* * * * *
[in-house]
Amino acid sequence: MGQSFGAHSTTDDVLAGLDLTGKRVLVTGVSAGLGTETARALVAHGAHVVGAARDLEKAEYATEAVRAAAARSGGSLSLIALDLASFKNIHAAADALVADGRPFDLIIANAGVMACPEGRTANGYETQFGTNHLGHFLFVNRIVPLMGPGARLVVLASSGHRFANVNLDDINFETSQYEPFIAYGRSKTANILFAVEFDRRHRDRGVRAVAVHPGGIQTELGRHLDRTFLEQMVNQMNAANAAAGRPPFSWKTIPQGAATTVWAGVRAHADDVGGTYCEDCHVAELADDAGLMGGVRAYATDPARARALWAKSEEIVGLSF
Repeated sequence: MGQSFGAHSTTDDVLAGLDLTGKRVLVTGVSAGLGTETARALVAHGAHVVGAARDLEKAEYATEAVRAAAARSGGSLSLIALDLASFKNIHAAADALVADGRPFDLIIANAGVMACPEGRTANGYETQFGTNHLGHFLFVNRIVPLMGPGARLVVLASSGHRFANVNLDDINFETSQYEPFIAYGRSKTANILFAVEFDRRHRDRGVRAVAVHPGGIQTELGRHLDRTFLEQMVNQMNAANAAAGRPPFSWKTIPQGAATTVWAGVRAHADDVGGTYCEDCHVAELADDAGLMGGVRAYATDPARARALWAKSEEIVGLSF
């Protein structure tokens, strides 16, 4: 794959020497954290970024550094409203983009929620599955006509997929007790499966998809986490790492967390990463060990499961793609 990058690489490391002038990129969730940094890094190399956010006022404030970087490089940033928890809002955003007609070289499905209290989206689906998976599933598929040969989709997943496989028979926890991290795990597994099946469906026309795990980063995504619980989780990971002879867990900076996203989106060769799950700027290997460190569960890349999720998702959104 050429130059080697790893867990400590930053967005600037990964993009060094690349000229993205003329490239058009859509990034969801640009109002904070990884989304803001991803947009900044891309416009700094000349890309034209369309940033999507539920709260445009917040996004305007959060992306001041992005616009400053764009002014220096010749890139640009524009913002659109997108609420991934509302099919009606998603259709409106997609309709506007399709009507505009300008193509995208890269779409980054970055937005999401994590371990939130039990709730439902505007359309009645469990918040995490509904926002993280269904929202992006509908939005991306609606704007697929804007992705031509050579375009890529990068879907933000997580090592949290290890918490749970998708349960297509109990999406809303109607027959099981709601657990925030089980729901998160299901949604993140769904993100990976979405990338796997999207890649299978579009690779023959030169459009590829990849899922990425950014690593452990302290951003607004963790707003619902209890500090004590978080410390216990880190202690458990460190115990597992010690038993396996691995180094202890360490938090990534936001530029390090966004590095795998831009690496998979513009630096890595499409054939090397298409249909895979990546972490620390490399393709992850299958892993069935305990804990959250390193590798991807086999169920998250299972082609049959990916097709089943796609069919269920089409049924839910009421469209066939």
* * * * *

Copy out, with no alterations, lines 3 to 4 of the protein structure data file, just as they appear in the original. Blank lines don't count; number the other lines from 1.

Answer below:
Repeated sequence: MGQSFGAHSTTDDVLAGLDLTGKRVLVTGVSAGLGTETARALVAHGAHVVGAARDLEKAEYATEAVRAAAARSGGSLSLIALDLASFKNIHAAADALVADGRPFDLIIANAGVMACPEGRTANGYETQFGTNHLGHFLFVNRIVPLMGPGARLVVLASSGHRFANVNLDDINFETSQYEPFIAYGRSKTANILFAVEFDRRHRDRGVRAVAVHPGGIQTELGRHLDRTFLEQMVNQMNAANAAAGRPPFSWKTIPQGAATTVWAGVRAHADDVGGTYCEDCHVAELADDAGLMGGVRAYATDPARARALWAKSEEIVGLSF
């Protein structure tokens, strides 16, 4: 794959020497954290970024550094409203983009929620599955006509997929007790499966998809986490790492967390990463060990499961793609 990058690489490391002038990129969730940094890094190399956010006022404030970087490089940033928890809002955003007609070289499905209290989206689906998976599933598929040969989709997943496989028979926890991290795990597994099946469906026309795990980063995504619980989780990971002879867990900076996203989106060769799950700027290997460190569960890349999720998702959104 050429130059080697790893867990400590930053967005600037990964993009060094690349000229993205003329490239058009859509990034969801640009109002904070990884989304803001991803947009900044891309416009700094000349890309034209369309940033999507539920709260445009917040996004305007959060992306001041992005616009400053764009002014220096010749890139640009524009913002659109997108609420991934509302099919009606998603259709409106997609309709506007399709009507505009300008193509995208890269779409980054970055937005999401994590371990939130039990709730439902505007359309009645469990918040995490509904926002993280269904929202992006509908939005991306609606704007697929804007992705031509050579375009890529990068879907933000997580090592949290290890918490749970998708349960297509109990999406809303109607027959099981709601657990925030089980729901998160299901949604993140769904993100990976979405990338796997999207890649299978579009690779023959030169459009590829990849899922990425950014690593452990302290951003607004963790707003619902209890500090004590978080410390216990880190202690458990460190115990597992010690038993396996691995180094202890360490938090990534936001530029390090966004590095795998831009690496998979513009630096890595499409054939090397298409249909895979990546972490620390490399393709992850299958892993069935305990804990959250390193590798991807086999169920998250299972082609049959990916097709089943796609069919269920089409049924839910009421469209066939």